Featurespace knows that with the right data and insights, you can make the world a safer place to transact. But for financial institutions (FIs) in the U.S., there has been no way to know how the industry is doing in the fight against crime, and no way to benchmark their success against their peers. Until now…
Featurespace recently partnered with PYMNTS.com to create that benchmark by interviewing two hundred executives in fraud and financial crime across America about their challenges, priorities, and innovation plans. We used the FraudClassifier Model from The Federal Reserve to structure the self-reporting from the industry’s fraud fighters into which typologies are causing the biggest headaches for their teams. From the insights of your peers, it is clear that the industry has a massive challenge on its hands but alongside this emerged five key investment and innovation priorities.
Fraud and Financial Crime as a Service
The industry has seen Payments as a Service, Banking as a Service, and pretty much everything else as a service: and now it is time for smaller FIs to partner with the industry’s best service providers to improve their fraud and financial crime prevention rates and deliver cost efficiencies.
Scams are big news everywhere, causing concerns for FIs, regulators, consumers, and governments alike. But there is a misconception that scams are an emerging threat in the U.S. The results of our research show that scams now represent two of the top five fraud volumes and losses in America.
Whether you call it FRAML (Fraud and Anti Money Laundering (AML)) or a holistic risk hub, our research shows that fraud and AML professionals have more in common than ever, including the need to collaborate on strategies, data science, and technology platforms.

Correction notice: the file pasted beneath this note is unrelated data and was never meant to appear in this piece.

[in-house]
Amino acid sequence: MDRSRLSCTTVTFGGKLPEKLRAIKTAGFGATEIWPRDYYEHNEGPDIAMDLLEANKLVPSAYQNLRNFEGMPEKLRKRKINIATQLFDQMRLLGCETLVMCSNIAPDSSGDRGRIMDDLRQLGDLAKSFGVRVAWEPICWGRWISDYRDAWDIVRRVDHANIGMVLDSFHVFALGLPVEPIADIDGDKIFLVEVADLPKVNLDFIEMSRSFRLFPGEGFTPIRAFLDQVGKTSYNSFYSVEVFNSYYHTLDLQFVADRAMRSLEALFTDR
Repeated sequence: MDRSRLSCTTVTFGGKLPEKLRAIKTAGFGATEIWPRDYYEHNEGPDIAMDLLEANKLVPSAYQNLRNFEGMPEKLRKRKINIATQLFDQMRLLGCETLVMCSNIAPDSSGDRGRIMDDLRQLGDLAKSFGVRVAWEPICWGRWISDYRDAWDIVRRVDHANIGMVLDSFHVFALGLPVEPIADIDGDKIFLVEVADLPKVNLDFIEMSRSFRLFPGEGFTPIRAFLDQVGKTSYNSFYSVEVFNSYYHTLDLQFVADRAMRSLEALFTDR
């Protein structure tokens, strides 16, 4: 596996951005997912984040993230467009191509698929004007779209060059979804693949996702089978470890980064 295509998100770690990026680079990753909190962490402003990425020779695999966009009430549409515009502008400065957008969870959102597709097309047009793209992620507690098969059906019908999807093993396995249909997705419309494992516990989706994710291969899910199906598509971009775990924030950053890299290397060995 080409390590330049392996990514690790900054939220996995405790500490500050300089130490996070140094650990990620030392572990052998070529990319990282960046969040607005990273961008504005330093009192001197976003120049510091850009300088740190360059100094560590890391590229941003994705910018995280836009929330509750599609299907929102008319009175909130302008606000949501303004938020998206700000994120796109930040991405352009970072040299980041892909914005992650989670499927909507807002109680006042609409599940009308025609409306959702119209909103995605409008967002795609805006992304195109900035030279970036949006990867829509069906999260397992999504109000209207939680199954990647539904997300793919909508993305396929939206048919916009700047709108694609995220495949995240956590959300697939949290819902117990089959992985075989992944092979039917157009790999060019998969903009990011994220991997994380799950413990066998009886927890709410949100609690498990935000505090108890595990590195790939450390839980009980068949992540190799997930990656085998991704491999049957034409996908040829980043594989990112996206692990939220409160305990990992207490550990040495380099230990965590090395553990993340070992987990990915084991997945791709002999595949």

Current technology complexities might be seen as an inhibitor by many FIs, but the reality is that waiting to modernize is not an option when it comes to reducing your organization’s market share of fraud and financial crime. Even fast followers experience significantly higher fraud losses than those that are brave and innovative enough to be first movers.
Regulators policy aims around fraud prevention, and AML and Counter Terrorist Financing are clear: they are focused on protecting consumers, citizens, businesses, and the economy. But when it comes to enabling those policy aims in their systems FIs are struggling for a variety of reasons. Complexity, lack of clarity, and the risk of non-compliance are all causing innovation inertia amongst FIs when it comes to responding to regulation.
How can FIs respond to The State of Fraud and Financial Crime?
A complete and accurate picture of fraud and financial crime trends is step one in devising strategies to improve performance and manage the total cost of fraud. Step two is learning from the first movers: there are FIs in the U.S. and around the world who are getting out ahead of the rising tide of fraud and financial crime through a combination of technologies, strategies, processes, and partners.
You can learn more about these innovators and how to mirror their success in The State of Fraud and Financial Crime in the U.S. 2022.